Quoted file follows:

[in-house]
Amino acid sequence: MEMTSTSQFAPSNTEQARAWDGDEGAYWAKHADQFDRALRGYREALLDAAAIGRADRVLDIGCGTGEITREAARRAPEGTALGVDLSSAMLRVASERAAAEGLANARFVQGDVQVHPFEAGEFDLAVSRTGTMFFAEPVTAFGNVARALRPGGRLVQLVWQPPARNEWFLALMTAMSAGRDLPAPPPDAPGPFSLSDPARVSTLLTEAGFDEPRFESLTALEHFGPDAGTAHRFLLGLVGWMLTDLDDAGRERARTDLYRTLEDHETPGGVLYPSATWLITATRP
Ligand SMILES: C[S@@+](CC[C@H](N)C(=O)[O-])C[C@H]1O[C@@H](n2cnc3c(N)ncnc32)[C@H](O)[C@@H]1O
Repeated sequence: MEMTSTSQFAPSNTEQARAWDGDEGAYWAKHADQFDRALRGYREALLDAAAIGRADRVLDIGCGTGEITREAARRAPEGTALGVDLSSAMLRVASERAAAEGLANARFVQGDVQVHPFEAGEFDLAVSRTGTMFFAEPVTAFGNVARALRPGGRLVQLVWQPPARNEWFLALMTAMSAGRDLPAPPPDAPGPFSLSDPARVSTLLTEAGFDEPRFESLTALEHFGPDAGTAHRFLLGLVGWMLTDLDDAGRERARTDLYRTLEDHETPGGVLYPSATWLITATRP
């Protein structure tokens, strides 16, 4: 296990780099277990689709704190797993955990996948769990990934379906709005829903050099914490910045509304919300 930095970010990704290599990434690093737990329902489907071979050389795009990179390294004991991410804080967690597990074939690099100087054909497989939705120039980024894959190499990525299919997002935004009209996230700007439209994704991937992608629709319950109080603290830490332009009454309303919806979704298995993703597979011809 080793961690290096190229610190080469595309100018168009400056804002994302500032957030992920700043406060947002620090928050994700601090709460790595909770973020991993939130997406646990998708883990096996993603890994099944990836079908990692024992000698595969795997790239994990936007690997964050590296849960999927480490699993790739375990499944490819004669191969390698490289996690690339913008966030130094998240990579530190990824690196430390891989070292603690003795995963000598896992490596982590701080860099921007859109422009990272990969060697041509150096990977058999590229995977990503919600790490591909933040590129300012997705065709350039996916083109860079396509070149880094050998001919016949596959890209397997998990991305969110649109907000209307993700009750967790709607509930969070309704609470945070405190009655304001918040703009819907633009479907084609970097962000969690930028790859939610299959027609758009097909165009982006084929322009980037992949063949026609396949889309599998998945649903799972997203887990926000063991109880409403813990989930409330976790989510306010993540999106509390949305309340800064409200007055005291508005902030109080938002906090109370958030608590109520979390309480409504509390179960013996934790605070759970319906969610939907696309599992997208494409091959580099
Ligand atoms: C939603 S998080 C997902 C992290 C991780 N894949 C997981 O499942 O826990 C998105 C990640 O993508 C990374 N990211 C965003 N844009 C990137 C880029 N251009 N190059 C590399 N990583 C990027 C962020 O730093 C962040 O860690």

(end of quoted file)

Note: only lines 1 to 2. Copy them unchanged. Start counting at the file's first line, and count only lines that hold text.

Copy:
[in-house]
Amino acid sequence: MEMTSTSQFAPSNTEQARAWDGDEGAYWAKHADQFDRALRGYREALLDAAAIGRADRVLDIGCGTGEITREAARRAPEGTALGVDLSSAMLRVASERAAAEGLANARFVQGDVQVHPFEAGEFDLAVSRTGTMFFAEPVTAFGNVARALRPGGRLVQLVWQPPARNEWFLALMTAMSAGRDLPAPPPDAPGPFSLSDPARVSTLLTEAGFDEPRFESLTALEHFGPDAGTAHRFLLGLVGWMLTDLDDAGRERARTDLYRTLEDHETPGGVLYPSATWLITATRP